How to create intriguing and meaningful product names

Strategic word games

When you create an interesting, unique, or powerful product, the last thing you want to do is slap a boring, unoriginal name on it. Your product needs a name that stands out, differentiates it from your competitors’ offerings, and represents your brand.

Don’t haphazardly or lazily pull a name from a hat. Take some time to go through this process and uncover the perfect name that shows your product for what it’s really worth.

Brainstorm before you get started

In the beginning stage, be specific about your brand, audience and product but broad about your terminology and creativity. During each prompt, write down ideas and words that come to mind.

Imagine your audience. Picture your target customers and think about how they speak. What do they want and need? What language do they use to describe their problems? How would they describe your product to their friends?

Define the purpose of the product. Don’t stop at surface material. Dig deeper to find the real purpose of the product. Why does it exists? Why is it valuable and essential? What change does it make in someone’s life?

Create a list of related buzzwords. Consider slang and synonyms that also describe your product, audience, unique selling proposition and mission.

Go off the path. Brainstorm terms and names that aren’t directly related to your product or brand. Get ideas by using this great tip from Marketing Profs and search for “list of ______.” Fill in the blank with interesting categories such as botanical names, astronomical names, zoological names, geologic periods, Latin or Greek roots, etc.

Now, you have a long list of interesting, meaningful words and terms to work from.

Consider your options

Think about the style of product names that you like and dislike.

Do you like existing or new words? Do you want to stick with a real word that you can find in the dictionary (Galaxy)? Or do you want to create your own term (Cheetos)?

Do you prefer something descriptive, suggestive, or abstract? Consider how much you want the name to directly connect with the purpose of the product or your brand.

  • A descriptive name will say exactly what the product is or does (PlayStation).
  • A suggestive name will hint at what the product is or does (Post-it).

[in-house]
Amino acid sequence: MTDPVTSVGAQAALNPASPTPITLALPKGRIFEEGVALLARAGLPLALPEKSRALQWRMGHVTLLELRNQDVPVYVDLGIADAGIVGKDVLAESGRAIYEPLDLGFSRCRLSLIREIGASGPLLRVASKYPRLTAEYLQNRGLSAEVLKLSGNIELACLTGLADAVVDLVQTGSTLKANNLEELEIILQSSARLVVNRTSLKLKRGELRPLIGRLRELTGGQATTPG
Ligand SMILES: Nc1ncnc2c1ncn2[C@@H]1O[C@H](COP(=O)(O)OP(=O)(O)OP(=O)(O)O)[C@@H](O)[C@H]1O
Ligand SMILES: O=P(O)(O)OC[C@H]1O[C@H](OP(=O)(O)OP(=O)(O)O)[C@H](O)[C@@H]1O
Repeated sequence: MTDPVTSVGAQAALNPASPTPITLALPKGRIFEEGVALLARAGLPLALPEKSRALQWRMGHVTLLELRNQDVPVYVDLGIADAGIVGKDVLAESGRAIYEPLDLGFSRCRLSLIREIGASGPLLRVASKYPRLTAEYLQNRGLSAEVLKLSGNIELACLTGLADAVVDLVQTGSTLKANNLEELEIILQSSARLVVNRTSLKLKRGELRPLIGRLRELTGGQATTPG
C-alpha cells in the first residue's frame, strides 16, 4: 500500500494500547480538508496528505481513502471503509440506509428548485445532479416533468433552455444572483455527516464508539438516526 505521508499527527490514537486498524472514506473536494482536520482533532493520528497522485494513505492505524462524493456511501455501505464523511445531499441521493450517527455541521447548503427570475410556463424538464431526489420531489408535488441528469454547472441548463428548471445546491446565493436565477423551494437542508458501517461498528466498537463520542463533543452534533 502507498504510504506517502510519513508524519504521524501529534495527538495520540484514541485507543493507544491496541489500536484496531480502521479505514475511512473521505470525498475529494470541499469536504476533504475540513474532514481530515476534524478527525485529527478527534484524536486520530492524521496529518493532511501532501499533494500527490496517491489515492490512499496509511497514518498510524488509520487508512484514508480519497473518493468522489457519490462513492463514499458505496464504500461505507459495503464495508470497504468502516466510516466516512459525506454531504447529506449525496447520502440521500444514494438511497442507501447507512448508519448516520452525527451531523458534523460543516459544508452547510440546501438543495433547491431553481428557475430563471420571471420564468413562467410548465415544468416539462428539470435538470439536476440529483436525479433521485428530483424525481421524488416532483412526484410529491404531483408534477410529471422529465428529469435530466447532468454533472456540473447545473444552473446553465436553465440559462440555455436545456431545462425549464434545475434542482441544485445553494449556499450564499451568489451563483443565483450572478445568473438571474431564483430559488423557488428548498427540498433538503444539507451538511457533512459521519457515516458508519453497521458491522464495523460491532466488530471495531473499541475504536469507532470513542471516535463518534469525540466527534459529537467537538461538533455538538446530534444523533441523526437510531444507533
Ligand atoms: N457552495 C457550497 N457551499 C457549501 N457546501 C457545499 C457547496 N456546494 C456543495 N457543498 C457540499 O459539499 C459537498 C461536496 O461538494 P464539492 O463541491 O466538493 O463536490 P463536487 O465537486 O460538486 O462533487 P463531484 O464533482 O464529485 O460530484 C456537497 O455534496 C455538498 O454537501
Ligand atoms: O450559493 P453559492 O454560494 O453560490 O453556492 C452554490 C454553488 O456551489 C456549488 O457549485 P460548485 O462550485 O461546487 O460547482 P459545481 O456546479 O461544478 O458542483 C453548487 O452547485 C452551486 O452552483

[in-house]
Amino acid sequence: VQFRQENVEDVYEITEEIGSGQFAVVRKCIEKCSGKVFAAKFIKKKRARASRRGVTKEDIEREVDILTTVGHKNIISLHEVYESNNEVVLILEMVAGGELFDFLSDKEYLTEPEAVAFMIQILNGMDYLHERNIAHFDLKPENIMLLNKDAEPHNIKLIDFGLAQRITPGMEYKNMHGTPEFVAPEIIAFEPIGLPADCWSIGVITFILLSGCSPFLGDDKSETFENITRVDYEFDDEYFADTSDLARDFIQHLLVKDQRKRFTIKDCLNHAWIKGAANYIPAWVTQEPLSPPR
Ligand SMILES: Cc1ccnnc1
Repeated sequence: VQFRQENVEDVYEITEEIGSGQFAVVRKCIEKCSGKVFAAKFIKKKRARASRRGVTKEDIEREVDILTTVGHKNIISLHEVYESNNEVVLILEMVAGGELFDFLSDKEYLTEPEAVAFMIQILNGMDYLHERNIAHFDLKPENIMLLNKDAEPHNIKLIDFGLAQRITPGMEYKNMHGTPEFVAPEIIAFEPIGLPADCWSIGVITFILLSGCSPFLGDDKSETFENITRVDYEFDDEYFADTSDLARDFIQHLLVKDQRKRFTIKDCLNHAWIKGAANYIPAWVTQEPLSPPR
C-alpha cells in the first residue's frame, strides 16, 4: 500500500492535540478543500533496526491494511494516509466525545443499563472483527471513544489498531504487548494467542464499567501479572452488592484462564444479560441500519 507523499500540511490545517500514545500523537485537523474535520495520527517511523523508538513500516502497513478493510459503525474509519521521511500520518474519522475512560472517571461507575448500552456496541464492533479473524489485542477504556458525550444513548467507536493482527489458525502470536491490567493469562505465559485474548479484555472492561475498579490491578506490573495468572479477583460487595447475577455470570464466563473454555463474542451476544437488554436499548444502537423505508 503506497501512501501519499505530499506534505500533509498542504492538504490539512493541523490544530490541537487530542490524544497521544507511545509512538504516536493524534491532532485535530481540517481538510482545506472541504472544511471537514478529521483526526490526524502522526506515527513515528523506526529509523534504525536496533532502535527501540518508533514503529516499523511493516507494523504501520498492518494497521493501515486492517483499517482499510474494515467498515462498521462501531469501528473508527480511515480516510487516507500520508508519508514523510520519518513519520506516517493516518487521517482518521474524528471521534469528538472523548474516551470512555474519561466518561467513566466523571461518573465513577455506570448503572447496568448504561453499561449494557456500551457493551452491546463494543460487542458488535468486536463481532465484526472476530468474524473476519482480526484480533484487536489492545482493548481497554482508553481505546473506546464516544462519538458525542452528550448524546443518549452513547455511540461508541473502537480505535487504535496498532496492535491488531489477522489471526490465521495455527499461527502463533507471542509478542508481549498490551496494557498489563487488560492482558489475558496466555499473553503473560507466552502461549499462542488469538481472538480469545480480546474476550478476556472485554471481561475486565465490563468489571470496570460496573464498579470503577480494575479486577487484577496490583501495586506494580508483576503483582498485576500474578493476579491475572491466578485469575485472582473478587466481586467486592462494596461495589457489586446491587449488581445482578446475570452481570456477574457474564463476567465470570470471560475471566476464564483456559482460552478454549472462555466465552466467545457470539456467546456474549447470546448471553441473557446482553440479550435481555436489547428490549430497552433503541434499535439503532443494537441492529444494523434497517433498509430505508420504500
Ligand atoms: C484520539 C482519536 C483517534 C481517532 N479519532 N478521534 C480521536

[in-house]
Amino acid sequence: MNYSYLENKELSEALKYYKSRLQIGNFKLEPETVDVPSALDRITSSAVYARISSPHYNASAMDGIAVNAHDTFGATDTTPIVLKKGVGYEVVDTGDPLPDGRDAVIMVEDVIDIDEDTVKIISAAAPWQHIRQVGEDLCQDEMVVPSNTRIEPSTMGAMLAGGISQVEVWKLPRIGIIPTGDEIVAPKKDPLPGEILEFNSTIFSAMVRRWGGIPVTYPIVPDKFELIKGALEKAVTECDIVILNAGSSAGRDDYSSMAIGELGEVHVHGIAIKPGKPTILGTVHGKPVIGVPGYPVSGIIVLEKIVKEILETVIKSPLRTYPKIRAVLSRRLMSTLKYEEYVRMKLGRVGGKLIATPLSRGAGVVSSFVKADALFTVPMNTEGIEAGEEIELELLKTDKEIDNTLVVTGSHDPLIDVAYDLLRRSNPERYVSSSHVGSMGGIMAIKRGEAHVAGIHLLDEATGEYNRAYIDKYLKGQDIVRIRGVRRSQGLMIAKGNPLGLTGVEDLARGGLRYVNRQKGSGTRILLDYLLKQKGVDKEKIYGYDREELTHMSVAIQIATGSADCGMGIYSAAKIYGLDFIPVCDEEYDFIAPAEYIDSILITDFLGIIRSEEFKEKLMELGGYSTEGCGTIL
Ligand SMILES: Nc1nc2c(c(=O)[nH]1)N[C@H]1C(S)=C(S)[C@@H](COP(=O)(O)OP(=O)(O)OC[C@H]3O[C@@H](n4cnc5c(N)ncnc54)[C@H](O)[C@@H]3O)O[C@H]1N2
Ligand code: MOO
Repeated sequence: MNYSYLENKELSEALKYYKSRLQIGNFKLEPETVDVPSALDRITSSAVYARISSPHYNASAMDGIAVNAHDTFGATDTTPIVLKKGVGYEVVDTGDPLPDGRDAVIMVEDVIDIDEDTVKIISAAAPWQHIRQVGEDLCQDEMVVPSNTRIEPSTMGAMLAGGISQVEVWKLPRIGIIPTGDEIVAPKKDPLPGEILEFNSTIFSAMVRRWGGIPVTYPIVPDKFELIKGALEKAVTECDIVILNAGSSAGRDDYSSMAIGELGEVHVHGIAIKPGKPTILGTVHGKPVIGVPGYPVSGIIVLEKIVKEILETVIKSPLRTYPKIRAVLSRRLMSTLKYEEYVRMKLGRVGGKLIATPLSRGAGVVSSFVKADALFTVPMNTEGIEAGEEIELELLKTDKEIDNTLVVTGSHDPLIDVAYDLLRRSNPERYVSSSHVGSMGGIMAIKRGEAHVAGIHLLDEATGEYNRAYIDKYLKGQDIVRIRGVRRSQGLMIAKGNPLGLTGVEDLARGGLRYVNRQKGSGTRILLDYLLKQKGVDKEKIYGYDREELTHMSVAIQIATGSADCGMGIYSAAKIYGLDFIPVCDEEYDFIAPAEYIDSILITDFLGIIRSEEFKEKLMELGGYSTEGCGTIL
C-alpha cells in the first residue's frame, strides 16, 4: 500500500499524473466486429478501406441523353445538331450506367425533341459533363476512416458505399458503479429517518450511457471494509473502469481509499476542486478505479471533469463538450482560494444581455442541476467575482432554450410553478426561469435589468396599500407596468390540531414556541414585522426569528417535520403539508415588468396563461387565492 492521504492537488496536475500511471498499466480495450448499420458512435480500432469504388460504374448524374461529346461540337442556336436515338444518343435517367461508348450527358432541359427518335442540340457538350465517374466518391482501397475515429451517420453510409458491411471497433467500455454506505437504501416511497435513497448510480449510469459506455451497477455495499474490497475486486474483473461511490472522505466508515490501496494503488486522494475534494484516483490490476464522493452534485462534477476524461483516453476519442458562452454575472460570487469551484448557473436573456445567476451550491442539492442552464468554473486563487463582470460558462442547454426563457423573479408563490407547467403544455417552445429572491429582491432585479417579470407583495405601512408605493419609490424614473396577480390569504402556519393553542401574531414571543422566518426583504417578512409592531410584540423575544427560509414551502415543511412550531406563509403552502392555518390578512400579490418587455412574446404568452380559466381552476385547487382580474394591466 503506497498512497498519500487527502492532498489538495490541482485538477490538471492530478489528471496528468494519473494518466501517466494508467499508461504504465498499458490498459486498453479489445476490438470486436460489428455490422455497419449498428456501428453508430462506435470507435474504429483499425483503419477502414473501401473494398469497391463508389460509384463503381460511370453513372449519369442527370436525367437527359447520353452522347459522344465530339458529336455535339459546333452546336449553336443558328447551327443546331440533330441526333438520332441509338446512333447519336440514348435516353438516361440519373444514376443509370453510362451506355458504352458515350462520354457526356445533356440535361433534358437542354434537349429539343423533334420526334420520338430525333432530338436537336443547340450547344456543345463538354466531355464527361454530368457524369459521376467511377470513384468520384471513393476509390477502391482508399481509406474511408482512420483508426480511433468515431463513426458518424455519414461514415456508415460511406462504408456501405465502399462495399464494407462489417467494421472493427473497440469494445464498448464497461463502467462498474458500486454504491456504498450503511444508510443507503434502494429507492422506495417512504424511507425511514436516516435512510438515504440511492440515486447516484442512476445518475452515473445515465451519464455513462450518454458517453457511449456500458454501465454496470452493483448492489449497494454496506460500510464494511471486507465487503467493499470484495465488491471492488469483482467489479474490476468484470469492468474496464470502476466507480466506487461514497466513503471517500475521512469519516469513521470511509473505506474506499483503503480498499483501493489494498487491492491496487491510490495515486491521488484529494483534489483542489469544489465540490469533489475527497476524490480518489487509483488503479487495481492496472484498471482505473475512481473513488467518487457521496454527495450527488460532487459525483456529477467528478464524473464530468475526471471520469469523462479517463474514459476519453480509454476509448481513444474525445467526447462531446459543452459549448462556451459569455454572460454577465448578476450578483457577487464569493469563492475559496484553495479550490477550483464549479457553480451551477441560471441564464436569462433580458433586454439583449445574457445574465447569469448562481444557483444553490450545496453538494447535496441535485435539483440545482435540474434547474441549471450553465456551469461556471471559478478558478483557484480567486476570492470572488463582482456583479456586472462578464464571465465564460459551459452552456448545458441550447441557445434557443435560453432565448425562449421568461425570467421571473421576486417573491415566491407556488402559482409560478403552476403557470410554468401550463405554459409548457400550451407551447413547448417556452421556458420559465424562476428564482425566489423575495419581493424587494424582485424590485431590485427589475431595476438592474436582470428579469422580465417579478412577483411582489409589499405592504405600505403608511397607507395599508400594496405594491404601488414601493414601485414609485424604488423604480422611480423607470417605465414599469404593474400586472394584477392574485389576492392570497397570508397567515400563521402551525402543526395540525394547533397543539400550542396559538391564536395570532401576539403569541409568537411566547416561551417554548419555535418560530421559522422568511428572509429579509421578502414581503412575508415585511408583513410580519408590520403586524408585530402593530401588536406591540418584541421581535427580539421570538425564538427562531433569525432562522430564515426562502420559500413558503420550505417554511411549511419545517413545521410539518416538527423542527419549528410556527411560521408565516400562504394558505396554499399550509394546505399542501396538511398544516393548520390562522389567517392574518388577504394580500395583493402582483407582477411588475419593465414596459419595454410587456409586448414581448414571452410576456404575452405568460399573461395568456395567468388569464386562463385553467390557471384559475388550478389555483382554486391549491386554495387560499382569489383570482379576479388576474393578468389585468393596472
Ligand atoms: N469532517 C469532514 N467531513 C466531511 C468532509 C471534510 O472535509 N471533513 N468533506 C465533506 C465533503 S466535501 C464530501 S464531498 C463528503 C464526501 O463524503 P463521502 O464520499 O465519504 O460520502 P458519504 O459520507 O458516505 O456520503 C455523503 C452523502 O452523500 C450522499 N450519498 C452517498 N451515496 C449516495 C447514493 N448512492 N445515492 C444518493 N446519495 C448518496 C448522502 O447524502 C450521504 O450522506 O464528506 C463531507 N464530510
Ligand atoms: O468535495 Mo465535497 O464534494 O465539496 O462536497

• An abstract name represents the concept, idea, emotion, theme, or what the product is or does (Wii).

Do you want to use a single or compound word? Would you like the name to be a single word that stands alone (Munchkins)? Or could you combine two words to make a compound word (Popchips)? Or would you like to add a prefix (iPhone) or suffix (Bitly)?

There are so many options when it comes to naming your products that you may feel overwhelmed. Use these strategies to box in your ideas and carve out a path to your product name.

Play with your words

Now you can start to have fun with your words. See if you can make your name more original using one of these concepts.

  • Alliteration — Use the same letters or sounds (Cocoa Krispies).
  • Rhyme — Use words that have the same sounds and syllables (Fitbit).
  • Onomatopoeia — Form words that are pronounced the way something sounds (Flip Flop).
  • Metaphor — Create an analogy or concept that describes your brand or product then pull a word from the metaphor (Whopper).
  • Portmanteau — Combine two words at the point where they share similar sounds (Triscuit, Tri + Biscuit).

It can be fun to play these word games. But don’t get so caught up in playing with your words that you forget your primary goal — to develop one intriguing and meaningful product name.

Bonus Tip: Save all of your work. If you are creating names for an entire product line or will be in the future, you might be able to pull from these ideas.

Plus, product names that have similar characteristics, styles, themes and/or voice are an ideal way to build your product line. It creates cohesive brand messaging and helps consumers immediately identify your new products as yours. For example, if you saw a new iPack was coming out, you would certainly have an idea of what brand was producing the product.

Research before you close the deal

If you finally land on a name that hits your heart and sits just right in your gut, you can’t stop just yet. You need to do your research before sealing the deal.

  • Does the product name mean something else (something negative) in another language?
  • Is there a product with a similar or exact name that will confuse things?
  • Is the name already copyrighted or trademarked?
  • How does the name look in your branded font and colors?
  • What do other people think?

Asking for feedback is an important element of naming your product. What makes sense or sounds right to you might not resonate with the people who matter most — your customers.

When naming your product, always keep your customer in the forefront of your mind and gather their opinion if possible.

Your next product needs a name that packs power and meaning. Don’t sell it short by piecing together an ordinary, old name that no one will notice. Use this process and give your next big thing the name it deserves.